In comparison with most Gulf states, the health of the Kuwaiti economy and local industry are frequently more dependent on internal politics than they are on international market developments, making Kuwait something of an anomaly among the Gulf states.

This trend for Kuwait’s internal politics to dictate the direction of the economy has been borne out in the past year. Thanks to considerable savings of oil receipts during the oil price boom of 2002-2008, Kuwait was well positioned to handle fallout from the global financial crisis by increasing public spending and bailing out struggling banks. Yet infighting between the government and parliament has stalled public spending, which is the source of most economic activity in the country.

This political turmoil reached a crisis point in the spring of 2009, when the government resigned and the emir dissolved parliament, leaving a $235bn spending programme in suspension. Under the Kuwaiti constitution, both government and parliament need to approve large infrastructure projects before work can begin. A typical casualty is the $15bn Al-Zour refinery project, which has been repeatedly delayed.

Political stag-nation has also deterred foreign investment and suffocated government plans to diversify the economy away form the oil sector, which still accounts for more than 90 per cent of its revenues.

Private investment in infrastructure has declined in recent years, but this has in part been offset by an upsurge in public spending. The infrastructure sector grew by 1.5 per cent last year, according to official statistics, although it is still dominated by ongoing projects rather than fresh schemes and contributes less than 2 per cent to gross domestic product.

In-fighting has stalled public spending, which is the source of most economic activity in the country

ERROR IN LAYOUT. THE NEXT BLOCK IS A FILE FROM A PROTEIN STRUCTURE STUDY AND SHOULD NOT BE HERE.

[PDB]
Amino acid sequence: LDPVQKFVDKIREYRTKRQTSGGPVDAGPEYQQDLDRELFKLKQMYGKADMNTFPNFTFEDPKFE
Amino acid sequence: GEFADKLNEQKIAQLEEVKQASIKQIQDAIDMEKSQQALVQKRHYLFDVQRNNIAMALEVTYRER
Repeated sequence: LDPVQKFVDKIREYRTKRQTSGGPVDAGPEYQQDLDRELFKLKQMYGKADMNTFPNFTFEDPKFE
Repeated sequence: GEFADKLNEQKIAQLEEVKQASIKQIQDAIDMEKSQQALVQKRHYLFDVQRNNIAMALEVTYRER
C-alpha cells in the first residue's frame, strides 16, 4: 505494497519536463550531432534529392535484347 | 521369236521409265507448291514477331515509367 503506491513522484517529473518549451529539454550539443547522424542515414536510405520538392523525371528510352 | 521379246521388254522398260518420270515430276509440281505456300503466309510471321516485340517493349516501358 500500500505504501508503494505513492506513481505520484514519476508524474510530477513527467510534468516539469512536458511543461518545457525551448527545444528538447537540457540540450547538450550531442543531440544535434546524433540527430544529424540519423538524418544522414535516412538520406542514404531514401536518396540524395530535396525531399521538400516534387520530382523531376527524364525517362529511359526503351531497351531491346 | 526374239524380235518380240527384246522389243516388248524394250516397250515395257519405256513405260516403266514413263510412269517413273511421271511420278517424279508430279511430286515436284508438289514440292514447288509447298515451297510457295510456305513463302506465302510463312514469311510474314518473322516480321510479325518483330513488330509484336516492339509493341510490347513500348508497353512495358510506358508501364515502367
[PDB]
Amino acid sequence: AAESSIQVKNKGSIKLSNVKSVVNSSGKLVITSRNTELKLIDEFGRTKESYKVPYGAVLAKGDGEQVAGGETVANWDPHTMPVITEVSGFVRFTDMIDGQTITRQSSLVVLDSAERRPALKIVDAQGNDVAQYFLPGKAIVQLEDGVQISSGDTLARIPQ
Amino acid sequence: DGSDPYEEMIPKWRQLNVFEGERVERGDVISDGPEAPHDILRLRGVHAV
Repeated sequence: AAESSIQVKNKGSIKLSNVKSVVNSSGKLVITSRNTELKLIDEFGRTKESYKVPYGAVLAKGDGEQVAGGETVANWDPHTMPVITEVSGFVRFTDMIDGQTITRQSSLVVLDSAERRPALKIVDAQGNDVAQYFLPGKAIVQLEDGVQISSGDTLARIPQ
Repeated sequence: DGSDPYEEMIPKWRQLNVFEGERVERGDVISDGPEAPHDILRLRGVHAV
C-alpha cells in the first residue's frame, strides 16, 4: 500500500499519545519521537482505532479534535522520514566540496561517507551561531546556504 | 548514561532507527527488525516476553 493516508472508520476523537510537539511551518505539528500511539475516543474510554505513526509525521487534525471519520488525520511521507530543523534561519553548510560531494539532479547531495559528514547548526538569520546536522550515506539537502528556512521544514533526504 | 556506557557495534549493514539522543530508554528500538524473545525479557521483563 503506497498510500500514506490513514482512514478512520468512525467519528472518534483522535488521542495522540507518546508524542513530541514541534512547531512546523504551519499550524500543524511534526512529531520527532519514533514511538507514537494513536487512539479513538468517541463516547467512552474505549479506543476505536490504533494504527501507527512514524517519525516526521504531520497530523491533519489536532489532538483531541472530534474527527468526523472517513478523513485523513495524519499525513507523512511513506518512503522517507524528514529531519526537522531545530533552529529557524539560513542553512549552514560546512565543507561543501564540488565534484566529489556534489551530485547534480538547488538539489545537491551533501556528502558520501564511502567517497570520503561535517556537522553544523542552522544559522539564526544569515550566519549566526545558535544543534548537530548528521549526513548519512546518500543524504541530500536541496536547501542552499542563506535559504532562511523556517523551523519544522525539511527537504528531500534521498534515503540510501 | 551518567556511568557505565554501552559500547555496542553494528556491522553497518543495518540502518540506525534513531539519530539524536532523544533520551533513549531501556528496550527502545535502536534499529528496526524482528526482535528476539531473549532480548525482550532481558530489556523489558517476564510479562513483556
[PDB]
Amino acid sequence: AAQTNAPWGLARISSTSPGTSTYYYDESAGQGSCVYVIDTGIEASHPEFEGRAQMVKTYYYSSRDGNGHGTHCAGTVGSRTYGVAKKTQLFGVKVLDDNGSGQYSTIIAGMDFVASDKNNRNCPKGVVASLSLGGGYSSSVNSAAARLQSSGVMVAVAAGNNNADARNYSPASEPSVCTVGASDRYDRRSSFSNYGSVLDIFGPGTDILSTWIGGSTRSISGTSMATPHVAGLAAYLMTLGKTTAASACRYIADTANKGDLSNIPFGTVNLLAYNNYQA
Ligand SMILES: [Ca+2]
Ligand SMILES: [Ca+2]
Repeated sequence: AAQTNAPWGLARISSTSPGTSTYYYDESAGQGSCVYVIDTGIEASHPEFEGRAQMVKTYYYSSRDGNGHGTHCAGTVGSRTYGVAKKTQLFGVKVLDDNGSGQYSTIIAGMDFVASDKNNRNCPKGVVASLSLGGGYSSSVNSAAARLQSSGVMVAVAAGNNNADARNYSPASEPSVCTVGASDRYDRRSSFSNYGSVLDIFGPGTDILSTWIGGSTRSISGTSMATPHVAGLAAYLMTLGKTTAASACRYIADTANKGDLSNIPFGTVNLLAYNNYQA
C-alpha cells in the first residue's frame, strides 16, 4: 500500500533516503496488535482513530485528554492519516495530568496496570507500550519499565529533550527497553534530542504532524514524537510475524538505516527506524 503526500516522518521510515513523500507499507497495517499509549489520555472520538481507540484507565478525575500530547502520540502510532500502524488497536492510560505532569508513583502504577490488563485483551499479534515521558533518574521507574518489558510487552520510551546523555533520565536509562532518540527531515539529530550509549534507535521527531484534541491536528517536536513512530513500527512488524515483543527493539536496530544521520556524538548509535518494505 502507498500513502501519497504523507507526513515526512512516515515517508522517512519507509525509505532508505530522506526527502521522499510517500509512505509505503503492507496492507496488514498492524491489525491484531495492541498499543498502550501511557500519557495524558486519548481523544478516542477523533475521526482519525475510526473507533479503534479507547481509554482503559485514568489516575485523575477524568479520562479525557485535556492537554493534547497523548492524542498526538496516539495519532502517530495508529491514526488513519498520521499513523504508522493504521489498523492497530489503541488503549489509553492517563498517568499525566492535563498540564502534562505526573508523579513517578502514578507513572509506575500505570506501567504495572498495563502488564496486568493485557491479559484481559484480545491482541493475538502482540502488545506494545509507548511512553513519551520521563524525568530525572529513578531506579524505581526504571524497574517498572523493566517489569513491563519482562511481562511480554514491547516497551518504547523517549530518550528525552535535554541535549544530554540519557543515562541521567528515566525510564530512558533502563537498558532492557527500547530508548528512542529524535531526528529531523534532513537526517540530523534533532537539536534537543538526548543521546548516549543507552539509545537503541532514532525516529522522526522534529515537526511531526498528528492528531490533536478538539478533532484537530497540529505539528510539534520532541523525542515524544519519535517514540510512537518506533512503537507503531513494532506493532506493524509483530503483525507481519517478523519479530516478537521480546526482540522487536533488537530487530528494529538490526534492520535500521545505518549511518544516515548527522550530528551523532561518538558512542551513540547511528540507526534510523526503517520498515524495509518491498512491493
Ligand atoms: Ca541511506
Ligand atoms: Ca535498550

Stagnation at home could encourage contractors such as the Alghanim companies to seek work further afield in the Gulf, or indeed the wider region of west Asia and Africa. Like many Kuwaiti construction and engineering companies, they have a strong competitive advantage, being more experienced than many of their peers in the Middle East.

Any improvement in the domestic political situation would be welcome, not least because of the huge backlog of work. While some $3bn of infrastructure projects are under way, a further $24bn of projects are waiting in the wings. There is also a huge demand for public housing – the Public Authority for Housing Welfare reportedly had some 90,000 applications pending for housing in October last year.

Private investment in low-income housing, which has provided considerable work for contractors in markets such as Saudi Arabia and Bahrain, is less of an option in Kuwait. Land remains expensive and much of it remains in government hands. A ban on the mortgaging and trade of residential properties by shareholding companies – ostensibly to prevent speculation – has further impeded the real estate sector. Yet population growth and the youthful profile of the Kuwaiti population could stimulate the construction market in future. As with public infrastructure, a huge potential is waiting to be released.

The industrial sector also shows considerable potential, and has been marginally less affected by Kuwait’s periods of political paralysis. The manufacturing base has grown steadily over the decade and helped boost exports as a result. The comparative stagnation in the domestic construction industry has had a knock-on effect on local industrial suppliers, but the recovery of the global economy, and of Asian markets in particular, promises improvement for export-oriented industries.